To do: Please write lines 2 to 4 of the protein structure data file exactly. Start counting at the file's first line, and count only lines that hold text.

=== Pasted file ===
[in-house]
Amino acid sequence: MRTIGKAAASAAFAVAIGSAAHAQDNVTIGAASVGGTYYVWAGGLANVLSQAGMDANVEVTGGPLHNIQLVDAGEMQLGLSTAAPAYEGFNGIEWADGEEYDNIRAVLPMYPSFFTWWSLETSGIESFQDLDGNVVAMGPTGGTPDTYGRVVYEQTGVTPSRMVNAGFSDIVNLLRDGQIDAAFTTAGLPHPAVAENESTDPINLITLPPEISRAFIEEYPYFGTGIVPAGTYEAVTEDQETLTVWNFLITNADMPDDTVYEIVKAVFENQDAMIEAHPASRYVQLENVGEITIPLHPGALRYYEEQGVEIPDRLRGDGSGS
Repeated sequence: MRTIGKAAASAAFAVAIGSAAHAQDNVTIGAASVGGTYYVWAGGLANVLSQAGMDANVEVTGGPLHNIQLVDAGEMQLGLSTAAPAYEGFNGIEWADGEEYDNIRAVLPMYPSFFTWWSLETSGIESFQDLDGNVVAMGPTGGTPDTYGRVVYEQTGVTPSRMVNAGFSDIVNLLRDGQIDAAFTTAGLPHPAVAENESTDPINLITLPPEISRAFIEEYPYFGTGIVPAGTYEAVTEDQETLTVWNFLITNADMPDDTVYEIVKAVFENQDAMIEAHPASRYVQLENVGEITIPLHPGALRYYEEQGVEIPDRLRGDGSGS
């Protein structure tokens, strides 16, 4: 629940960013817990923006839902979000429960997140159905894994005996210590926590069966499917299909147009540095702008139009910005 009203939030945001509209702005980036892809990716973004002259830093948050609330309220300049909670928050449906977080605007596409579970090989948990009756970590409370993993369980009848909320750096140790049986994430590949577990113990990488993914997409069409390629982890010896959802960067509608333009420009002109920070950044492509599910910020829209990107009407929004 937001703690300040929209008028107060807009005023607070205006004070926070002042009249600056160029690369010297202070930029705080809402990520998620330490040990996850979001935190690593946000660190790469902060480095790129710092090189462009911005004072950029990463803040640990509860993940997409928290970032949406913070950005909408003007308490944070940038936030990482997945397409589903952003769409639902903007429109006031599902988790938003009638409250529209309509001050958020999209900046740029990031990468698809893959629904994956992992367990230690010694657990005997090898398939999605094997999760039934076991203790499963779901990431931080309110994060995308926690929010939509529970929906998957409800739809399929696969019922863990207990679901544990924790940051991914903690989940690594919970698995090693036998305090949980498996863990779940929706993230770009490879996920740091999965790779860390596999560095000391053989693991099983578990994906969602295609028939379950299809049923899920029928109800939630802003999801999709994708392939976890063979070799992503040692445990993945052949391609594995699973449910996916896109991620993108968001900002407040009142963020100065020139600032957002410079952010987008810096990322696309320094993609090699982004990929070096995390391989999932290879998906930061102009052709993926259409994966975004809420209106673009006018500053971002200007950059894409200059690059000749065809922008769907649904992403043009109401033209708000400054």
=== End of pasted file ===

Amino acid sequence: MRTIGKAAASAAFAVAIGSAAHAQDNVTIGAASVGGTYYVWAGGLANVLSQAGMDANVEVTGGPLHNIQLVDAGEMQLGLSTAAPAYEGFNGIEWADGEEYDNIRAVLPMYPSFFTWWSLETSGIESFQDLDGNVVAMGPTGGTPDTYGRVVYEQTGVTPSRMVNAGFSDIVNLLRDGQIDAAFTTAGLPHPAVAENESTDPINLITLPPEISRAFIEEYPYFGTGIVPAGTYEAVTEDQETLTVWNFLITNADMPDDTVYEIVKAVFENQDAMIEAHPASRYVQLENVGEITIPLHPGALRYYEEQGVEIPDRLRGDGSGS
Repeated sequence: MRTIGKAAASAAFAVAIGSAAHAQDNVTIGAASVGGTYYVWAGGLANVLSQAGMDANVEVTGGPLHNIQLVDAGEMQLGLSTAAPAYEGFNGIEWADGEEYDNIRAVLPMYPSFFTWWSLETSGIESFQDLDGNVVAMGPTGGTPDTYGRVVYEQTGVTPSRMVNAGFSDIVNLLRDGQIDAAFTTAGLPHPAVAENESTDPINLITLPPEISRAFIEEYPYFGTGIVPAGTYEAVTEDQETLTVWNFLITNADMPDDTVYEIVKAVFENQDAMIEAHPASRYVQLENVGEITIPLHPGALRYYEEQGVEIPDRLRGDGSGS
């Protein structure tokens, strides 16, 4: 629940960013817990923006839902979000429960997140159905894994005996210590926590069966499917299909147009540095702008139009910005 009203939030945001509209702005980036892809990716973004002259830093948050609330309220300049909670928050449906977080605007596409579970090989948990009756970590409370993993369980009848909320750096140790049986994430590949577990113990990488993914997409069409390629982890010896959802960067509608333009420009002109920070950044492509599910910020829209990107009407929004 937001703690300040929209008028107060807009005023607070205006004070926070002042009249600056160029690369010297202070930029705080809402990520998620330490040990996850979001935190690593946000660190790469902060480095790129710092090189462009911005004072950029990463803040640990509860993940997409928290970032949406913070950005909408003007308490944070940038936030990482997945397409589903952003769409639902903007429109006031599902988790938003009638409250529209309509001050958020999209900046740029990031990468698809893959629904994956992992367990230690010694657990005997090898398939999605094997999760039934076991203790499963779901990431931080309110994060995308926690929010939509529970929906998957409800739809399929696969019922863990207990679901544990924790940051991914903690989940690594919970698995090693036998305090949980498996863990779940929706993230770009490879996920740091999965790779860390596999560095000391053989693991099983578990994906969602295609028939379950299809049923899920029928109800939630802003999801999709994708392939976890063979070799992503040692445990993945052949391609594995699973449910996916896109991620993108968001900002407040009142963020100065020139600032957002410079952010987008810096990322696309320094993609090699982004990929070096995390391989999932290879998906930061102009052709993926259409994966975004809420209106673009006018500053971002200007950059894409200059690059000749065809922008769907649904992403043009109401033209708000400054």